© 2024 WOSU Public Media
Play Live Radio
Next Up:
0:00 0:00
Available On Air Stations
Health, Science & Environment

Ohio adult-use marijuana sales approved as part of 2023 ballot measure could begin by mid-June

Marijuana buds ready for harvest rest on a plant at AT-Calyx Peak Companies of Ohio, Monday, Jan. 28, 2019, in Akron, Ohio.
Tony Dejak
Marijuana buds ready for harvest rest on a plant at AT-Calyx Peak Companies of Ohio, Monday, Jan. 28, 2019, in Akron, Ohio.

Recreational marijuana could be available for sale in Ohio by mid-June, after new licensing rules for dispensaries cleared a key legislative hurdle Monday.

Adult-use sales have been in limbo in the state since December, when an initiated statute approved by voters went into effect. Ohioans over 21 were immediately able to legally grow and possess cannabis at home, but they had nowhere to legally buy it — prompting concern by Gov. Mike DeWine and some fellow Republicans in the Legislature that openings would be created for a black market.

On Monday, the Joint Committee on Agency Rule Review allowed rules to proceed without objection that clear the way for a dual licensing program that will allow existing medical marijuana dispensaries to also sell non-medical pot products. Jim Canepa, superintendent of the Division of Cannabis Control, said applications will be available by no later than June 7, as the new law requires.

“I don't want to give anyone false hopes," he told reporters, when asked whether applications might even be available before then. “We're following the timeline in the initiated statute. We have a small but mighty staff, but there's (a) bandwidth (issue) there.”

Canepa didn't want to speculate on how long approval of each application might take, saying it will depend on the circumstances.

But Tom Haren, spokesperson for Ohio Cannabis Coaltion and a key backer of last fall's ballot effort, said dispensary operators will be ready right away. He said the Division of Cannabis Control has been ”working tirelessly” over the last several months to meet the deadlines laid out in the law for getting the program up and running, and his members have been trying to match their speed.

“Our members have obviously been anticipating the rollout of adult-use sales," he said. “They've been working on getting processes in place, making whatever changes they need to to procedures. We're really excited.”

Haren said he anticipates most of Ohio's existing dispensaries will apply to be dual licensees, allowing them to sell both medical and recreational products.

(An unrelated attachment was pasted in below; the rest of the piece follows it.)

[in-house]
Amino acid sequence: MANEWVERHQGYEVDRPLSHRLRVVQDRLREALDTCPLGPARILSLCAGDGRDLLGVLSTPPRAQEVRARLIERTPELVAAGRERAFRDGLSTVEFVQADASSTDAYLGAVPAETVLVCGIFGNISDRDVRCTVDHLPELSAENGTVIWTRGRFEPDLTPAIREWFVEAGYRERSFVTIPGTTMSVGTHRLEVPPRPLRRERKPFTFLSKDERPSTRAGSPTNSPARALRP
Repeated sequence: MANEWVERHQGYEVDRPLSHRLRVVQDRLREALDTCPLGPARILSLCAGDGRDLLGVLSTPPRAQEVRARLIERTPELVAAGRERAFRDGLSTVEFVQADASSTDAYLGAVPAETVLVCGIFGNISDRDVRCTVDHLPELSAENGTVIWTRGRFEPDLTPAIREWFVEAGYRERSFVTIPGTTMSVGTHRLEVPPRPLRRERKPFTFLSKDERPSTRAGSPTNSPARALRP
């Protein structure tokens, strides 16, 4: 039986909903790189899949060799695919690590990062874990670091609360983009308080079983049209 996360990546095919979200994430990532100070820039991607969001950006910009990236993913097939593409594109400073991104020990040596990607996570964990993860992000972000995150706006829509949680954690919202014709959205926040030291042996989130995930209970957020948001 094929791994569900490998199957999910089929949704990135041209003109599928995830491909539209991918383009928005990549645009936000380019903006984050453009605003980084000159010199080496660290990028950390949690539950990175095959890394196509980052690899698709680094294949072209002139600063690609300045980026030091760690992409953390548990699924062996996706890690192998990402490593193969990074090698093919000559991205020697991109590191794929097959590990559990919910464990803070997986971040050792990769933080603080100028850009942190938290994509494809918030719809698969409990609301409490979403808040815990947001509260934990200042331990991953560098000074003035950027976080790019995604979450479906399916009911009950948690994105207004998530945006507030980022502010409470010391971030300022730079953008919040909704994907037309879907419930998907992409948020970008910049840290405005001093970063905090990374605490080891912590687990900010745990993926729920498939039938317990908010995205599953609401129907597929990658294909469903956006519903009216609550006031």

Canepa said this is one of several rules packages that must be created to fully implement the program by the final deadline, which is Sept. 7. The new law allows adults 21 and over to buy and possess up to 2.5 ounces of cannabis and to grow up to six plants per individual or 12 plants per household at home. It gave the state nine months to set up a system for legal marijuana purchases, subject to a 10% tax. Sales revenue is to be divided between administrative costs, addiction treatment, municipalities with dispensaries, paying for social equity and jobs programs supporting the cannabis industry itself.

Republican state Rep. Jamie Callendar, a long-time supporter of legalizing adult-use cannabis, said the speed with which Cannabis Control, a division of the Ohio Department of Commerce, is gearing up the program validates his contention last year that working through the rules process was better than passing a swiftly negotiated legislative package.

DeWine and the Republican-led Ohio Senate struck a deal at the 11th hour on a sweeping rewrite of what voters had approved, angering the issue’s backers and alarming both parties in the House.

The bill the Senate passed would have outlawed growing at home, cut the allowable amount of pot that can be possessed to 1 ounce and raised taxes on purchases to 15%. It would also have eliminated tax revenue funding for social equity programs supporting the marijuana industry and direct most of the tax money raised to a general state government fund. But the House adjourned without taking a vote.

Callender said legislation will still no doubt be needed to address several issues “not inconsistent with what voters voted on,” such as child safety packaging, prohibiting marketing cannabis to kids, and assuring business owners are protected.

“I think at this point we've gotten past a lot of the fears that many of the senators and the Governor's Office had originally, and we've gotten to the point where they're saying, ‘Oh, this is going to work,’” he said.

Health, Science & Environment Marijuana